One of the unsung heroes of the Asian internet, is Frederick Noronha, who has been tirelessly reporting for years about the Asian scene from his base in Goa. Here he is reviewing how Asian artists are taking up the sharing ethos and practices that have been largely enabled by the Creative Commons. The excerpt we choose does not cover the Arab Commons and the developments in Australia and New Zealand. The booklet on which the story is based also describes the activities of the P2P Foundation, which is ‘physically’ based in Chiang Mai, Thailand.
“They come from diverse backgrounds. They come from different parts of Asia and the Pacific. But they all share a belief in going beyond copyright and seeing how sharing their work can make sense.
Remix artists, performers, open-source software programmers, filmmakers, collecting institutions and publishing houses focused on democracy and change, are among those building the ‘commons’ in the Asia-Pacific region, according to a new booklet focussing on the subject.
They have a “diverse set of motivations to engage with the shared ideals of openness and community collaboration” while producing work of their own in various fields, says The Asia and the Commons case study project. This series of case studies was recently released in the form of a booklet.
This booklet was produced in the lead up to ACIA: Asia and the Commons in the Information Age international workshop which was held in Taiwan on 19-20 January, 2008.
The booklet showcases individuals and organisations working in the commons in the Asia-Pacific region. It looks at work being done across nine countries, broader regions like the Arab nations, and creative ways of participating in the commons.
Unlike copyright, which blocks the free sharing of knowledge and creative work, the commons approach follows a different goal. ‘Commons’ licenses enable copyright holders to grant some or all of their rights to the public while retaining others.
This is done through a variety of licensing and contract schemes including dedication to the public domain or open content licensing terms. The intention is to avoid the problems current copyright laws create for the sharing of information.
“The Asia and the Commons case study project represents an effort to uncover exemplary individuals and organisations engaged in the commons in the Asia-Pacific region,” said a note put out by Rachel Cobcroft, Research Officer, Creative Commons Clinic at the Queensland University of Technology (email: [email protected])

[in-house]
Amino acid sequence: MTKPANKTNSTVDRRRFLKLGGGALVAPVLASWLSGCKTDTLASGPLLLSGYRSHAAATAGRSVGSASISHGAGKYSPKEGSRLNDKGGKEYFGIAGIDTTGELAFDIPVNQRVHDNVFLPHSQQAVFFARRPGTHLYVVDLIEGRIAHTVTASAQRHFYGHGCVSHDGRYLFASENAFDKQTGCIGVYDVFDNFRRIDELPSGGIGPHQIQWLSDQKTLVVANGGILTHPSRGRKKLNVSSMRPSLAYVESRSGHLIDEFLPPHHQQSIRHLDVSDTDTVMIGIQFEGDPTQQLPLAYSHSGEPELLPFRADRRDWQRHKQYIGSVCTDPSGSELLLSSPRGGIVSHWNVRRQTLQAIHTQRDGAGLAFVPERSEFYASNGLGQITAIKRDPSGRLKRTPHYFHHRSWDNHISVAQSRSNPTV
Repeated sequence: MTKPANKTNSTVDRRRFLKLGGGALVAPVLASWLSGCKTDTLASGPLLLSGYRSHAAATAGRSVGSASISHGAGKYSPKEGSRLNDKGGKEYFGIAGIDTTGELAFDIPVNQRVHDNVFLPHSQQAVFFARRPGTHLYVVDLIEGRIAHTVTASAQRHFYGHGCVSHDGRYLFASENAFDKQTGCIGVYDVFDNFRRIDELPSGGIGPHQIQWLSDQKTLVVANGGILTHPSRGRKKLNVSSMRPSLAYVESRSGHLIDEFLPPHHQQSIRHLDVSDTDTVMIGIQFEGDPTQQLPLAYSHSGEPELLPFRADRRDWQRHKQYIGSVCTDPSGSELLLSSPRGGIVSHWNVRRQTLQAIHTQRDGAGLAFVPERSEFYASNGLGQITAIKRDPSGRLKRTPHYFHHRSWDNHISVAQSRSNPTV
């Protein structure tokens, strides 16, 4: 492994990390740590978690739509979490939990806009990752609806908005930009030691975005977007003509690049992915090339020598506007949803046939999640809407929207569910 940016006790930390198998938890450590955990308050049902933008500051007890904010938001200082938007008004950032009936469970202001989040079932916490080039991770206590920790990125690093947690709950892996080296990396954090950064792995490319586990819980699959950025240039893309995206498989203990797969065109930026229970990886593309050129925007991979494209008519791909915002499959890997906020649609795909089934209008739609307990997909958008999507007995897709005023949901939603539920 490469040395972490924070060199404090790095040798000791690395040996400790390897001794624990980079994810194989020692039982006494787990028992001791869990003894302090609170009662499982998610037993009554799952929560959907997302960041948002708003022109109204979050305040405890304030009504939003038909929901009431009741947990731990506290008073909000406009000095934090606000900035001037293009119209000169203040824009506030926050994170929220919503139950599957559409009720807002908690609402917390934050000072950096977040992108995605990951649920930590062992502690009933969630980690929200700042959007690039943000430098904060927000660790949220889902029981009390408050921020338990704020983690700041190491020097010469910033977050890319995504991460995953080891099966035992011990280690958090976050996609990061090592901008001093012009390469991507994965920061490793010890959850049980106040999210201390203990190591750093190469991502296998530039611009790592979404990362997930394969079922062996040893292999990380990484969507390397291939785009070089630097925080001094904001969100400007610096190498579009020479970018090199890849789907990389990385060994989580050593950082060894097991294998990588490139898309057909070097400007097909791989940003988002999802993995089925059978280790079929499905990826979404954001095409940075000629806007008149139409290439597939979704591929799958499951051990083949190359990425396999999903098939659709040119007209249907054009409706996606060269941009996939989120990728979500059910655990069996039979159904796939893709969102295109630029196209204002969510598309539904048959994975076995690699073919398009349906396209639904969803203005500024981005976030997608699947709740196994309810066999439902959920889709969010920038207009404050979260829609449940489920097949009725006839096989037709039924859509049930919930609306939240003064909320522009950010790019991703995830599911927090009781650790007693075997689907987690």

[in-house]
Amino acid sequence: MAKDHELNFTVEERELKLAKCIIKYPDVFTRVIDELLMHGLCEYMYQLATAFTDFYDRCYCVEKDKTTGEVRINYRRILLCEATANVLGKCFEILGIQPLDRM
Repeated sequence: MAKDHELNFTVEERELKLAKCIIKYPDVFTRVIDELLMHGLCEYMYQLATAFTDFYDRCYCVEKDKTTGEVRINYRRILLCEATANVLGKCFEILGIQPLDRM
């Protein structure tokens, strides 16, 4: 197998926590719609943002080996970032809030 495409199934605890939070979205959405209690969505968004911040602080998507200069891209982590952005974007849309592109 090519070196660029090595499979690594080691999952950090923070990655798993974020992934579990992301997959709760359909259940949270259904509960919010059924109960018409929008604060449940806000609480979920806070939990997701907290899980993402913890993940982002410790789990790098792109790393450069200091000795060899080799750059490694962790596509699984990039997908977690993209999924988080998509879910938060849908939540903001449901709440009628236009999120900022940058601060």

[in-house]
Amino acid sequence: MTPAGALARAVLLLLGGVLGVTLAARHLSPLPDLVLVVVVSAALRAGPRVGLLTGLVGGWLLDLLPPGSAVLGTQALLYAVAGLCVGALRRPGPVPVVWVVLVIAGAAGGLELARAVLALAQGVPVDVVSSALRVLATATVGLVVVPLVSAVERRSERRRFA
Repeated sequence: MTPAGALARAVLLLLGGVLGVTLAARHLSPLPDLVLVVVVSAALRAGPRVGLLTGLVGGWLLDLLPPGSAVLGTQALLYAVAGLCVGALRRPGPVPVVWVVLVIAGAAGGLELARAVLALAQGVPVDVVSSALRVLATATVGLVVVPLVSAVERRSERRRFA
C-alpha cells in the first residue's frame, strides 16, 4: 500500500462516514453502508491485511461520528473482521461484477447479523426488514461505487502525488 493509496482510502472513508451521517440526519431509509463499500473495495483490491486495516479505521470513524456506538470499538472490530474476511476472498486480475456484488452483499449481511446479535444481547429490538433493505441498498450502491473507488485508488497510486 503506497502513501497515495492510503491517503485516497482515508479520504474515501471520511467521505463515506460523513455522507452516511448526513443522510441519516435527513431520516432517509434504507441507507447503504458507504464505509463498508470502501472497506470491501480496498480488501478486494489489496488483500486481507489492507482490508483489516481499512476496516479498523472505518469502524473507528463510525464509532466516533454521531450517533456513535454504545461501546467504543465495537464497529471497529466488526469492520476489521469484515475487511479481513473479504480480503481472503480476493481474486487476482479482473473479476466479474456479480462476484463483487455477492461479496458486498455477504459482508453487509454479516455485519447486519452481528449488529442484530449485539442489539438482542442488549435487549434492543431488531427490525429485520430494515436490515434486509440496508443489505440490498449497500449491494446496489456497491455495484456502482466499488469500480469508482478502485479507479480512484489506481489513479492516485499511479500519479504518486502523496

Take a look at what’s happening here — a few cases have been listed, but their work is both interesting and impressive.
Strange Symphonies is the blog of of Aizat Faiz, a Malaysian free culture advocate working with FLOSS, free content, and open standards.
Aizat is an undergraduate student, and chronicles the effects which free culture and FLOSS has had on his education and employment. Says he: “As can be seen, the freedom to let me just take code online, read it, study it, remix it, hack it, has been extremely beneficial to me in terms of my education.”
Yueh-hsin Chu is an independent musician and producer in Taiwan, and leads the band Jesus Rocks! The band released an album of the same name in October 2004 under a Creative Commons Licence.
Chu is quoted saying in this booklet: “I see CC licences as a way for one to express goodwill in exchange for goodwill from others. It is like: Here are my works and I am CC-licensing them so you can use them. But please return your goodwill by respecting my rights.”
He notes: “Before CC licences, my works were either protected by record labels to a ridiculous extent, or I was doing it all for free, as a charity. CC is a smart charity in interesting ways. Creative Commons means a lot to creators. I know of many indie film makers (some of whom are just Mom-and-Pop organisations). They are so glad that they can now use music from opsound.org for background music in their works. Before that, it would cost them a lot to get those kinds of music usage rights.”
“The paperwork alone would kill you,” he says.
The Institute of Information Science, Academia Sinica, supports Creative Commons Taiwan.
Since May 2006, Creative Commons Taiwan has published a monthly e-mail newsletter. It provides regular updates on the usage of Creative Commons Licences in Taiwan and around the world.
MoShang is the Chinese moniker of Jean Marais, who relocated from South Africa to Taichung, Taiwan, in 2003. MoShang calls
himself a sound jeweller.
Says this booklet: “He collects rough audio diamonds from the streets of Taiwan (be they overheard conversations, street-ads blared from the ubiquitous blue-trucks, street processions or funeral chants) and fuses them with traditional Chinese instruments and laid-back beats to create a unique blend of downtempo electronica he likes to call Chinese Chill.”
This booklet can be downloaded for free from: http://creativecommons.org.au/asiaandthecommons